Build Resilience For Future Peace
With experience in teaching yoga, meditation, sound healing, and Reiki, Miya Kishi Dunets brings a well-rounded approach to her work in helping others become their highest selves. Here, she talks about finding the routine that works for you, trusting life’s flow through the ups and downs, and the importance of making time for the things that light us up.
Q: What’s your top tip for a beginning meditator?
A: It is so helpful to approach any meditation practice — whether you’re beginning or have been meditating for years — with openness, curiosity, and patience. Try different styles of meditation. Try different teachers. Try practicing in the morning, at night, or both. See how each iteration lands, and when you find something that resonates, stick with it and make it a regular part of your life.
Like brushing your teeth, meditation is an incredible, transformative tool, but it’s not a quick fix. It’s a practice, meaning that it requires a commitment of time and effort. The benefits are cumulative: They add up when you make space for your practice in your everyday life.
Q: What does your daily meditation practice look like?
A: I practice seated mindfulness and metta for at least 20 minutes in the morning and 20 minutes at night, often more, but that’s the minimum. I try to bring mindfulness into as much of my day as possible. Walking is meditation, eating is meditation, playing music is meditation. Meetings are meditation. It doesn’t always happen, but it’s possible!
Q: What are the most significant benefits you’ve received from meditating?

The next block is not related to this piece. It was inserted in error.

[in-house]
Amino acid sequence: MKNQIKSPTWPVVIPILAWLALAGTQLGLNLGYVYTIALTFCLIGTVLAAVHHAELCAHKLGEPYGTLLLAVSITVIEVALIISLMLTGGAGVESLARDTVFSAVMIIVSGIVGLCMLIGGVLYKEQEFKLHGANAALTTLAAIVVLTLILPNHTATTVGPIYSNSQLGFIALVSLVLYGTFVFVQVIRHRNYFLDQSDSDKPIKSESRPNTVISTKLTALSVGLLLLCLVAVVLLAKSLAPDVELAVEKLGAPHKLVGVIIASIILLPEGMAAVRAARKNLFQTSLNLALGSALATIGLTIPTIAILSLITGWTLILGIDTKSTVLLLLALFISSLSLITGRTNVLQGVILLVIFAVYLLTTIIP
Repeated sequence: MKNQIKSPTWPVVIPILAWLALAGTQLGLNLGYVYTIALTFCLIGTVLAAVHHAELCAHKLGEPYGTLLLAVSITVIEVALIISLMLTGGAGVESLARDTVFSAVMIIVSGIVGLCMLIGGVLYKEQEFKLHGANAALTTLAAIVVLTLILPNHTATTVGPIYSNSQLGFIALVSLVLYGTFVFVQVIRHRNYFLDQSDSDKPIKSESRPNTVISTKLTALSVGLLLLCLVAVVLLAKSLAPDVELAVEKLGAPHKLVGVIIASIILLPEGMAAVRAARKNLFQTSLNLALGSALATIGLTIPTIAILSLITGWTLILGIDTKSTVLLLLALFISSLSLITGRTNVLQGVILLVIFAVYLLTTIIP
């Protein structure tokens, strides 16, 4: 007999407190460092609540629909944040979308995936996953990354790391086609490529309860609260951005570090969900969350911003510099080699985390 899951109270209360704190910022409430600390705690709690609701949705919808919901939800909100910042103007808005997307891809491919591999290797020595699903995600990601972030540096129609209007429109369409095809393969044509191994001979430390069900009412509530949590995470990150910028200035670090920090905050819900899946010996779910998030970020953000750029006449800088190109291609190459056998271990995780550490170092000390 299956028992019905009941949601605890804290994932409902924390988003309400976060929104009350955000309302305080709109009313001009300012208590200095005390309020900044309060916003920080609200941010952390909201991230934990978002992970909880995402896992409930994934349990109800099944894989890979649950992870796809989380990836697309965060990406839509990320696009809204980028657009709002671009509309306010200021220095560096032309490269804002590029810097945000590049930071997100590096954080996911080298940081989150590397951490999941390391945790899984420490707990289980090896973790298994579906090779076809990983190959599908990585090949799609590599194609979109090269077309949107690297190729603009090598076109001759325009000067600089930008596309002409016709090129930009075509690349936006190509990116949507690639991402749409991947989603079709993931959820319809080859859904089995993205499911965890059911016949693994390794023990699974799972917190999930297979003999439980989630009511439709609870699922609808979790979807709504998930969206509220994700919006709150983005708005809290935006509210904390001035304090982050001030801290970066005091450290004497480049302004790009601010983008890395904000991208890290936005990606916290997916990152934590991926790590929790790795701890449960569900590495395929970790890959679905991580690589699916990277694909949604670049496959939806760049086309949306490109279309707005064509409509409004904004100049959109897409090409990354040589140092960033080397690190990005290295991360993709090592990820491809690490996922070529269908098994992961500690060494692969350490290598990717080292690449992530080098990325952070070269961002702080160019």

A: Meditation has helped me to trust life’s flow, even in the most challenging times, and has helped me to notice and enjoy beauty, joy, kindness, and love more deeply. We want life to be safe, pleasant, and easy, always. We want to know what will happen, that our stories will all have happy endings.
The reality is that everything is constantly in flux, and we can’t predict the future. We’re inevitably going to be faced with fear, anger, sadness, and grief at some point. We’re going to feel pain — maybe deeply, maybe in manageable ways — but we can create more internal steadiness through meditative practice. We can build resilience and faith to ride the waves of our experience, the ups, and the downs, with more peace and ease.
Q: What are your favorite topics to focus on in your classes?
A: I like to focus my classes on all the ways meditation can help us in our daily, modern lives. These are ancient tools, time- and science-tested. However, sometimes people can still feel intimidated by a challenging initial experience or the misconception that meditation can only feel accessible if you’re a monk or other highly spiritual being somehow outside of the mud of everyday existence.
Meditation is for everyone, everywhere, and regular practice can help us find deep wells of inner strength, connection, and purpose. These are some reasons I find practicing and sharing practices so vital and worthwhile. I like to frame my classes in ways that encourage all of us to trust how beneficial it is to keep going, both in the times when it feels easy and fun and in the times when it’s difficult.
Q: Other than meditation, what daily tools do you use to feel your best?
A: I also teach and practice yoga and sound healing, essential parts of my days. I practice asana (yogic postures) and pranayama (breathwork) and work with sound every day. I also love to run and walk outside; always enjoy a good HIIT or strength class; and read, write, and play music as often as possible.
Movement, stillness, sound, and silence are important ways to process our experiences. Feeling closely connected to community is also vital to my sense of wellbeing, so I make time to speak regularly with family, friends, fellow practitioners, students, and teachers. What feeds each of us is so different, but we must make time — whether it’s a lot of time or a little — for the things that light us up!
Header photo: Poike/Getty Images